Witches! The Absolutely True Tale of Disaster in Salem
By Rosalyn Schanzer
Published by National Geographic Children’s Books on September 13, 2011
In the little colonial town of Salem Village, Massachusetts, two girls began to twitch, mumble, and contort their bodies into strange shapes. The doctor tried every remedy, but nothing cured the young Puritans. He grimly announced the dire diagnosis: the girls were bewitched! And then the accusations began.
The riveting, true story of the victims, accused witches, crooked officials, and mass hysteria that turned a mysterious illness affecting two children into a witch hunt that took over a dozen people’s lives and ruined hundreds more unfolds in chilling detail in this young adult book by award-winning author and illustrator Rosalyn Schanzer.
With a powerful narrative, chilling primary source accounts, a design evoking the period, and stylized black-white-and-red scratchboard illustrations of young girls having wild fits in the courtroom, witches flying overhead, and the Devil and his servants terrorizing the Puritans, this book will rivet young readers with novelistic power.
Taught in middle and high schools around the U.S., the 17th-century saga remains hauntingly resonant as people struggle even today with the urgent need to find someone to blame for their misfortunes.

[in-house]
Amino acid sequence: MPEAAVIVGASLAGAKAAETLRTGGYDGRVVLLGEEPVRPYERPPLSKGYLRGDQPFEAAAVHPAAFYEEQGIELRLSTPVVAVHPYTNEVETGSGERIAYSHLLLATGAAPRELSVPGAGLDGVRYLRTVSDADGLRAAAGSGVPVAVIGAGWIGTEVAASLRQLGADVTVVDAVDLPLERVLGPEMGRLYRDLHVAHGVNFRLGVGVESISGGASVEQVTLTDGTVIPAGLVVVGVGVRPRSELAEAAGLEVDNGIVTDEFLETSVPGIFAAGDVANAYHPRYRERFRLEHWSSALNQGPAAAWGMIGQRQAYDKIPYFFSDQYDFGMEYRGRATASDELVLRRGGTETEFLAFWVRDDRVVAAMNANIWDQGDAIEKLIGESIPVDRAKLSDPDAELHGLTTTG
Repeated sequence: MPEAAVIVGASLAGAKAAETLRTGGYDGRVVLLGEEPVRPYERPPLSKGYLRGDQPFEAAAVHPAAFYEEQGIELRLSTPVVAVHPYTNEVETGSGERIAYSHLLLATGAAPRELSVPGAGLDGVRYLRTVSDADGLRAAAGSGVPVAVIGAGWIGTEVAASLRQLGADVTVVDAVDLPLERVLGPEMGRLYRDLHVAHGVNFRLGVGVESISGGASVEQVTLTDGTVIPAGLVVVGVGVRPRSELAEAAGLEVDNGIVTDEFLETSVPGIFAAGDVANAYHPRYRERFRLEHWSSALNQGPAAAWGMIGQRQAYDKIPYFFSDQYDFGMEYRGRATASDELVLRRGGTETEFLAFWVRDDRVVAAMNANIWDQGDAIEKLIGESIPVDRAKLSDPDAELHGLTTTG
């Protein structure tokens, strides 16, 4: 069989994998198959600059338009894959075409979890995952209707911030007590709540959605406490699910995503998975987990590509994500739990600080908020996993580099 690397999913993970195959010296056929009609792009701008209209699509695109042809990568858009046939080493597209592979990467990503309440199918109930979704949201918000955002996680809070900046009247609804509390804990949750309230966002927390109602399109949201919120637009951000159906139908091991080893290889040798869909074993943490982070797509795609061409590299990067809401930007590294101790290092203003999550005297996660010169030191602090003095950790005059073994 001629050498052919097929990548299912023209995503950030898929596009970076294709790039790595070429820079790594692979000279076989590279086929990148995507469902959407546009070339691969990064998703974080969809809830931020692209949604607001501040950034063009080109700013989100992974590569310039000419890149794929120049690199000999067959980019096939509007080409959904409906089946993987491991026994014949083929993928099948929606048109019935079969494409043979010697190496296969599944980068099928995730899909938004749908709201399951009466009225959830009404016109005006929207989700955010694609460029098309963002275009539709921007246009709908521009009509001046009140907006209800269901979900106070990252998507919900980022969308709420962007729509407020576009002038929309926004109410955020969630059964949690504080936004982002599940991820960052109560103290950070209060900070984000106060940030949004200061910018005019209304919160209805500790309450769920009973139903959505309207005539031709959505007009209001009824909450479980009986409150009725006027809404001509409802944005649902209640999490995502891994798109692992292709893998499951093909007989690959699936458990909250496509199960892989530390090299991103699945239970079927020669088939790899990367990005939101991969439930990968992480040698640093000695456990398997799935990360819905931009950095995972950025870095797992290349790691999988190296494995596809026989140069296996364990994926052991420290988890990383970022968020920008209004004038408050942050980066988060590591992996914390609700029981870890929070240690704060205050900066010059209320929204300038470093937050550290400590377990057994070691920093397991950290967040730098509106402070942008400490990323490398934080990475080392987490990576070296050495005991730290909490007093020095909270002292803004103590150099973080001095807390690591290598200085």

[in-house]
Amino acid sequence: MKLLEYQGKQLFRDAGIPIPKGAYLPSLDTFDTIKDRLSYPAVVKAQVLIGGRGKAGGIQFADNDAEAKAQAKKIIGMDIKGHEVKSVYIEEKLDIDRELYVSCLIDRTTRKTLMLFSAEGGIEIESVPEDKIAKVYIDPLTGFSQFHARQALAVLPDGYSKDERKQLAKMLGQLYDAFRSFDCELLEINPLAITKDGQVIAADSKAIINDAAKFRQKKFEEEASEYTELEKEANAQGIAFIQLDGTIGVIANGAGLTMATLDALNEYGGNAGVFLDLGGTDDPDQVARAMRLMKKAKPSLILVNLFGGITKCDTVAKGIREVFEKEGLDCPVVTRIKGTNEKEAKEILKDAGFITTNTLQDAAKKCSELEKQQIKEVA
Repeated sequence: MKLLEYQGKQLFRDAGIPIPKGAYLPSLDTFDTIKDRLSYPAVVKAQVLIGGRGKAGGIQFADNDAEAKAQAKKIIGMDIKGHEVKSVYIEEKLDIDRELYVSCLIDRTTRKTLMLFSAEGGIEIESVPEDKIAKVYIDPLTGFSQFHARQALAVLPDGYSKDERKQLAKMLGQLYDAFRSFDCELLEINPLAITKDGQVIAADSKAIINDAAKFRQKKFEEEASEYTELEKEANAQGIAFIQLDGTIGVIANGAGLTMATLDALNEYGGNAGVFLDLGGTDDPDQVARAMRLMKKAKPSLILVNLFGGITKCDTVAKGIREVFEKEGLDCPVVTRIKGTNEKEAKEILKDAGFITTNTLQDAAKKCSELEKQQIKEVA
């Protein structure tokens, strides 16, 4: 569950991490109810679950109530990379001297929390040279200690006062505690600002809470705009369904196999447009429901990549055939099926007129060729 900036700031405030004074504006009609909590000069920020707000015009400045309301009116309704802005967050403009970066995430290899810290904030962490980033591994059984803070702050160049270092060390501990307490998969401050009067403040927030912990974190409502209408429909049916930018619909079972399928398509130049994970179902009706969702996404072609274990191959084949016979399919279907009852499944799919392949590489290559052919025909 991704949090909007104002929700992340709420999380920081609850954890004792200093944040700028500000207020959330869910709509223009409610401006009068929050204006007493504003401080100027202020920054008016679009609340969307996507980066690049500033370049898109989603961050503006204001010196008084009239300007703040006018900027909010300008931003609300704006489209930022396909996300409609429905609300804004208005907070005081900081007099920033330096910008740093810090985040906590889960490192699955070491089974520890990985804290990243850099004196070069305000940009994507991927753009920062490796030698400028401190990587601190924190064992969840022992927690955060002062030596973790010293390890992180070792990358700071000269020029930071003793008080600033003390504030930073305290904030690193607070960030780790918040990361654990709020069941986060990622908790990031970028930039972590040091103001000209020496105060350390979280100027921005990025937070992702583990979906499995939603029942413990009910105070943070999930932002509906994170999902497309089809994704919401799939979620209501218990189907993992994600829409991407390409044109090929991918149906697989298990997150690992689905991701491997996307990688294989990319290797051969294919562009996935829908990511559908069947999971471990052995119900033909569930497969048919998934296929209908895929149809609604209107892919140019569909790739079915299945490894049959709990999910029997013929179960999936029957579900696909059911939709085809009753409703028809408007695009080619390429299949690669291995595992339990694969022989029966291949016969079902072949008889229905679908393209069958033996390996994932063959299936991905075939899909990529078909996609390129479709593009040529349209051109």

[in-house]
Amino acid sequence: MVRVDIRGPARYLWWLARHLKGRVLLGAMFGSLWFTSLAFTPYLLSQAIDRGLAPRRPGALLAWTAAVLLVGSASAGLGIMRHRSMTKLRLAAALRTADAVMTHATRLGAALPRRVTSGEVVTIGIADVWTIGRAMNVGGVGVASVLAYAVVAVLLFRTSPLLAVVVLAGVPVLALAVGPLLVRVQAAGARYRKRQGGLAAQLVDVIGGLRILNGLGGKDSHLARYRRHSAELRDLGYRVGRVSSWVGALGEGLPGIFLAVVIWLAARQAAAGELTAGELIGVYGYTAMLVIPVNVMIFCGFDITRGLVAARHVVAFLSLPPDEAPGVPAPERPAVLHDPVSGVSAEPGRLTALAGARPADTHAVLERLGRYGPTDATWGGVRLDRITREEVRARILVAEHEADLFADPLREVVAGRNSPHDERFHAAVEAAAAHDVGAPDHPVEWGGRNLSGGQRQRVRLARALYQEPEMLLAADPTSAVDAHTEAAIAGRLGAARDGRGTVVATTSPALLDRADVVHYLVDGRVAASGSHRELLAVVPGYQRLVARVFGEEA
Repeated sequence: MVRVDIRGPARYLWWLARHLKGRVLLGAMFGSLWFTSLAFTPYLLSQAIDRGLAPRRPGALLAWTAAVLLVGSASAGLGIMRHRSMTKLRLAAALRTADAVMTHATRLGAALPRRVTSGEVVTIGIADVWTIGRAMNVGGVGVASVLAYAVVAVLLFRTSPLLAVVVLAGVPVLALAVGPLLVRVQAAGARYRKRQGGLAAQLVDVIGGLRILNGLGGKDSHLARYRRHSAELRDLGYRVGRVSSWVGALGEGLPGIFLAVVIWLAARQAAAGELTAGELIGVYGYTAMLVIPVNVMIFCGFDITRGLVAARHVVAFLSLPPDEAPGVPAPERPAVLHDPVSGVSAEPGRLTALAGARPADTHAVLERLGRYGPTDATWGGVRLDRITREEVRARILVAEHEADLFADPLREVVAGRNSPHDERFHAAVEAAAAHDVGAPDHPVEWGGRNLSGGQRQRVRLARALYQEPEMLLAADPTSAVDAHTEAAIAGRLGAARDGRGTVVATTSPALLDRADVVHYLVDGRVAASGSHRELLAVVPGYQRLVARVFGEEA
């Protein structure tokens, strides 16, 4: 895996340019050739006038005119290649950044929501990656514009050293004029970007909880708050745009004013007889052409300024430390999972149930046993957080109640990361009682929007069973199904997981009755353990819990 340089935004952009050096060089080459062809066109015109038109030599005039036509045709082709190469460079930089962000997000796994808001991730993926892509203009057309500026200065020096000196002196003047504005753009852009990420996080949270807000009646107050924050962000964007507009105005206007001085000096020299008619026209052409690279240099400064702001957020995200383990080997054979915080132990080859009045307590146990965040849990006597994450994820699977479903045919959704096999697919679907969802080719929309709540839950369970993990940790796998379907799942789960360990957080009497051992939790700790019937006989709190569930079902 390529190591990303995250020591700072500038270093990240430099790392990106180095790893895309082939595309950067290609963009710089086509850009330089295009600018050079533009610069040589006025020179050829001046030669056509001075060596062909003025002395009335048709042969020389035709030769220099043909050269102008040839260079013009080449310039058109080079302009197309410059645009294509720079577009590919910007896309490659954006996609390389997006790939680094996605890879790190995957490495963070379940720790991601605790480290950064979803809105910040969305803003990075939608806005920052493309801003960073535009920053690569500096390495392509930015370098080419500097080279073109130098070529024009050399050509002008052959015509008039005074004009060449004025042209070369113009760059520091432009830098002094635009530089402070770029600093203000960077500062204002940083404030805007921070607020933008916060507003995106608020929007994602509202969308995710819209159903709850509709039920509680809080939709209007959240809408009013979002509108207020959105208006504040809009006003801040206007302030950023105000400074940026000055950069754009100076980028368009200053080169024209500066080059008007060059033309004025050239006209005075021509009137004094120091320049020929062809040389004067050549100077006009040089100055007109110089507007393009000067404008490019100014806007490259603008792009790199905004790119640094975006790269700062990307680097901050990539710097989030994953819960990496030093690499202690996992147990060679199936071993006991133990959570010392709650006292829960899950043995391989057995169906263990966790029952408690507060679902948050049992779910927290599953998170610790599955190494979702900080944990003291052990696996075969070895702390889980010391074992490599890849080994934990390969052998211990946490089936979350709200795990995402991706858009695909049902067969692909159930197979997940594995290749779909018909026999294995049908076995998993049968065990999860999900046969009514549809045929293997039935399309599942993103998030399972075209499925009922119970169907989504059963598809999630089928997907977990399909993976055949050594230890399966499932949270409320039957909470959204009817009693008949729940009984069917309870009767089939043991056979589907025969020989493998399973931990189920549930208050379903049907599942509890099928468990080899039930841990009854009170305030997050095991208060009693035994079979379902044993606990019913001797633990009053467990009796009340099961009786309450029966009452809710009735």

I picked this up while at the BEA and I have to say for a kid’s book this is pretty informative. I didn’t learn much that I didn’t already know having been interested in it as a child when we covered it in school. However, I think had I read this book then, I would’ve found it very enjoyable. It had some great details, but it flowed without getting to heavy on the dates of events. (One of the things I was always bad with when it came to history.)
If your child is looking for a good book on the Salem witch trials, I would suggest this once it is finished. The drawings that were included in this preview copy went along well with the text and I think once it is complete it will be a very nice finished book. If you don’t know anything about the trials, this is a good book to start with as it will give you a lot of detail on the main people (adults and children) who were involved.